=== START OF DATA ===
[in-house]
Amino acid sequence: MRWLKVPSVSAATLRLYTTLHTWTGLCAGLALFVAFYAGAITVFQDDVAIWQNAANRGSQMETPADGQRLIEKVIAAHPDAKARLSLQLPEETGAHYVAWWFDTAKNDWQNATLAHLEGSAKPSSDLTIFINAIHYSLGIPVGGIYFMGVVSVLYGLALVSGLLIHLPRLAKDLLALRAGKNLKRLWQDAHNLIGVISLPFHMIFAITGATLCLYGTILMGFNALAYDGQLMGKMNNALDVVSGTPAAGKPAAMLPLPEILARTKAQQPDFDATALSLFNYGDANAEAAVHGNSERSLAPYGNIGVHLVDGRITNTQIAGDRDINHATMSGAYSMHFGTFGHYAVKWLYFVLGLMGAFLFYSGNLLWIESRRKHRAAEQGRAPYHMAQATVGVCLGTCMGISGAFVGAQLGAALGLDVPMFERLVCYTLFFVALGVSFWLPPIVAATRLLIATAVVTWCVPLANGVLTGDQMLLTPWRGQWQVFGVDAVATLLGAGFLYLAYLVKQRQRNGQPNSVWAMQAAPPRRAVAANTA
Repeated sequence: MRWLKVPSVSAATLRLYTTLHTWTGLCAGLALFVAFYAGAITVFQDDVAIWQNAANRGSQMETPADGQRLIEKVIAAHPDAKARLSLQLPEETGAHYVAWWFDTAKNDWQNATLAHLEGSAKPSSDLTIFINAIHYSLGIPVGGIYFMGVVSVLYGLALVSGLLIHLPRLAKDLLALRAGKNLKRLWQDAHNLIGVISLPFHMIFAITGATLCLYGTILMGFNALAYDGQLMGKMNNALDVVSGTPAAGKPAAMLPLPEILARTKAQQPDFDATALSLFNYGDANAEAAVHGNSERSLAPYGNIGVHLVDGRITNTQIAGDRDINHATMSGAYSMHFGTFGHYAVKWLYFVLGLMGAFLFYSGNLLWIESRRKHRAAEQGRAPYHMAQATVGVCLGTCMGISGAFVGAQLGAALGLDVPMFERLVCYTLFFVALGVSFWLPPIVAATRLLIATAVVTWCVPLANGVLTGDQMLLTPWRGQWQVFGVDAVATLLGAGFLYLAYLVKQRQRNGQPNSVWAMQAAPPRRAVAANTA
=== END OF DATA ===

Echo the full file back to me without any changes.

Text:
[in-house]
Amino acid sequence: MRWLKVPSVSAATLRLYTTLHTWTGLCAGLALFVAFYAGAITVFQDDVAIWQNAANRGSQMETPADGQRLIEKVIAAHPDAKARLSLQLPEETGAHYVAWWFDTAKNDWQNATLAHLEGSAKPSSDLTIFINAIHYSLGIPVGGIYFMGVVSVLYGLALVSGLLIHLPRLAKDLLALRAGKNLKRLWQDAHNLIGVISLPFHMIFAITGATLCLYGTILMGFNALAYDGQLMGKMNNALDVVSGTPAAGKPAAMLPLPEILARTKAQQPDFDATALSLFNYGDANAEAAVHGNSERSLAPYGNIGVHLVDGRITNTQIAGDRDINHATMSGAYSMHFGTFGHYAVKWLYFVLGLMGAFLFYSGNLLWIESRRKHRAAEQGRAPYHMAQATVGVCLGTCMGISGAFVGAQLGAALGLDVPMFERLVCYTLFFVALGVSFWLPPIVAATRLLIATAVVTWCVPLANGVLTGDQMLLTPWRGQWQVFGVDAVATLLGAGFLYLAYLVKQRQRNGQPNSVWAMQAAPPRRAVAANTA
Repeated sequence: MRWLKVPSVSAATLRLYTTLHTWTGLCAGLALFVAFYAGAITVFQDDVAIWQNAANRGSQMETPADGQRLIEKVIAAHPDAKARLSLQLPEETGAHYVAWWFDTAKNDWQNATLAHLEGSAKPSSDLTIFINAIHYSLGIPVGGIYFMGVVSVLYGLALVSGLLIHLPRLAKDLLALRAGKNLKRLWQDAHNLIGVISLPFHMIFAITGATLCLYGTILMGFNALAYDGQLMGKMNNALDVVSGTPAAGKPAAMLPLPEILARTKAQQPDFDATALSLFNYGDANAEAAVHGNSERSLAPYGNIGVHLVDGRITNTQIAGDRDINHATMSGAYSMHFGTFGHYAVKWLYFVLGLMGAFLFYSGNLLWIESRRKHRAAEQGRAPYHMAQATVGVCLGTCMGISGAFVGAQLGAALGLDVPMFERLVCYTLFFVALGVSFWLPPIVAATRLLIATAVVTWCVPLANGVLTGDQMLLTPWRGQWQVFGVDAVATLLGAGFLYLAYLVKQRQRNGQPNSVWAMQAAPPRRAVAANTA